I read a funny Tweet the other day from a fellow parenting writer who said something along the lines of 'Now it's that dreaded time of day when I have to stop writing about the joys of motherhood and actually look after my kids'. Oh how well I know that feeling.
I know us working mothers are meant to feel endlessly guilty for failing to properly nurture our children. Just as breast is best, so a mother's love cannot be replicated by the most capable or loving childcare. Or so the theory goes. I began to feel a little suspicious about this hypothesis back when my children where in the Playdough and finger painting phase. While my nanny actually appeared to take pleasure in sharing these pursuits with them, I found them boring to the point of pain.
I would often sneak upstairs to tap out a blog post or whizz off a pitch leaving them to their own devices, dreading the moment when I would hear that familiar thud, thud, thud as they made their way upstairs to my lair. It's not that I don't love my boys. It's just that I am not sure I was cut out to be a full time mummy, as rather than feel guilt at the requirement to work, I felt nothing less than a joyous sense of release.
Naturally I played this down as it is not the done thing to admit that working was way more fun than running around after a toddler - even when commissions were backwards in coming forwards, or I was forced to make ends meet by writing pious sermons about the benefits about NHS support groups.
Now I know a lot of stay at home mums take this attitude to be somewhat patronising, as if their lifestyle were beneath us high flying (har de har) working mums. Instead I am in awe of anyone who can entertain children all day. Just as I look on in wonderment at downhill ski racers, when I myself can only weep terrified tears as I slither and snowplough down blue slopes, or admire those gifted souls who can coax beautiful melodies from an instrument when I am tone deaf, I recognise that a knack for childcare is a talent and one that I simply do not possess.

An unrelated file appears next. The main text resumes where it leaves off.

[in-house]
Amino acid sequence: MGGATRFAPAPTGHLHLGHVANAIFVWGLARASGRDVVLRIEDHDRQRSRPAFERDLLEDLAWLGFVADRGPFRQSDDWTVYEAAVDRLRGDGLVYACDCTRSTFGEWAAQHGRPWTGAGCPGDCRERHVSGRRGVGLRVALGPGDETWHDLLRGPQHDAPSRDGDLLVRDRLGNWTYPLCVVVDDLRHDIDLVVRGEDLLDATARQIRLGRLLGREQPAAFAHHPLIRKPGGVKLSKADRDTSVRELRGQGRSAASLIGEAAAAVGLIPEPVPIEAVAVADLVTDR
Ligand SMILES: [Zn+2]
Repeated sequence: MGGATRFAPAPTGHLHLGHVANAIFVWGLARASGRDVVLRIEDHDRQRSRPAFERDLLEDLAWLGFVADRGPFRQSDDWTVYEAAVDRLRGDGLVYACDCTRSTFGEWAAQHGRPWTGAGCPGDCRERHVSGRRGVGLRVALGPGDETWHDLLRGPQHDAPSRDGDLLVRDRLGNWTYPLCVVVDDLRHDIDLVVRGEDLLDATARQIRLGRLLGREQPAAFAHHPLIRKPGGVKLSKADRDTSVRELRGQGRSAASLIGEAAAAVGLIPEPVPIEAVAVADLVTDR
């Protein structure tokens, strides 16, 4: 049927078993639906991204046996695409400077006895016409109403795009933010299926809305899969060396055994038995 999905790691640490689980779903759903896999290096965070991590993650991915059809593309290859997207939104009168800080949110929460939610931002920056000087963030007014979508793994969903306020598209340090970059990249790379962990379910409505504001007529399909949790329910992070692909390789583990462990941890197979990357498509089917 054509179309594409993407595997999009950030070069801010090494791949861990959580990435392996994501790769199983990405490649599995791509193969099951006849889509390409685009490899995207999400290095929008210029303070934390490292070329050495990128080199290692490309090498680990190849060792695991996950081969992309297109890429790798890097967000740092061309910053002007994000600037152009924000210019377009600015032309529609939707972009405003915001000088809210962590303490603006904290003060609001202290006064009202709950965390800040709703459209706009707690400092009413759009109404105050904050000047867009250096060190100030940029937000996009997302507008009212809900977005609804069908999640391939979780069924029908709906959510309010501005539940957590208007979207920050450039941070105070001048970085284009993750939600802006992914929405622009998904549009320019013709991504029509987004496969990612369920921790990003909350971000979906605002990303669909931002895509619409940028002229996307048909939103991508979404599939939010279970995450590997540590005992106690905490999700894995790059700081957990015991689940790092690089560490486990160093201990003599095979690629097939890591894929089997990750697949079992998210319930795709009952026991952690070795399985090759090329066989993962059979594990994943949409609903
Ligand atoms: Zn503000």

For example, I would love to be the kind of mother who enjoys, rather than endures, baking with her children. I love making cakes, but I absolutely hate cooking them with the children. I like my cakes to be things of beauty with smooth icing and colour co-ordinated decoration, with perfect swirls of butter cream and a rice paper daisy placed just so on top. I do not like flat as a pancake fairy cakes, dribbling neon bright glace icing with a thousand smarties dumped on top. It pains me to see what a mess they can make of a cake.
This does not make me a good person. I am well aware of this. I should be passing on my passions so that one day my offspring would credit me with igniting their own burning desire to bake. Instead I try to bake in secret, or save the decorating (the bit I like best) till when they are out. I know I am not alone. One mum admitted to me that she too baked late at night so her children couldn't get their mucky fingers all over her icing.
Another episode that highlighted my lack of aptitude in this sphere was when I spent a rare weekend afternoon on London alone with my husband. We went to the South Bank Centre and as I strolled through the couples stopping for coffee, idly browsing in the bookshop or simply walking unencumbered by small people I had a sudden feeling of being at home. I turned to him and said: 'How is it that after nine years as a mother, I still feel like this is normal life?'
His response was simply to drag me into a nearby pub for an illicit mid-afternoon drink, which reminded me why I love him so much.
A great friend of mine always put me to shame. She would constantly say how impressed she was with me for combining a career (of sorts) with children, flatteringly forgetting that actually I didn't as while I was working the children were being looked after by someone else. Meanwhile she was the kind of mother who would fashion a fantastic birthday party complete with hand painted decorations, thoughtfully chosen going away presents, hand sewn costumes for her children and a knock out home made cake, while actually looking after two small girls. Now that is impressive.
So it was with huge relief that I discovered that my beloved nanny who is a whiz at board games, loves making banana cakes with the kids and endlessly plays hide and seek with them is not leaving me until school can take over where she leaves off. That means I can carry on doing what I am good at, generally wasting time at the keyboard, and she can do what she excels at, looking after my children. Harmony is restored.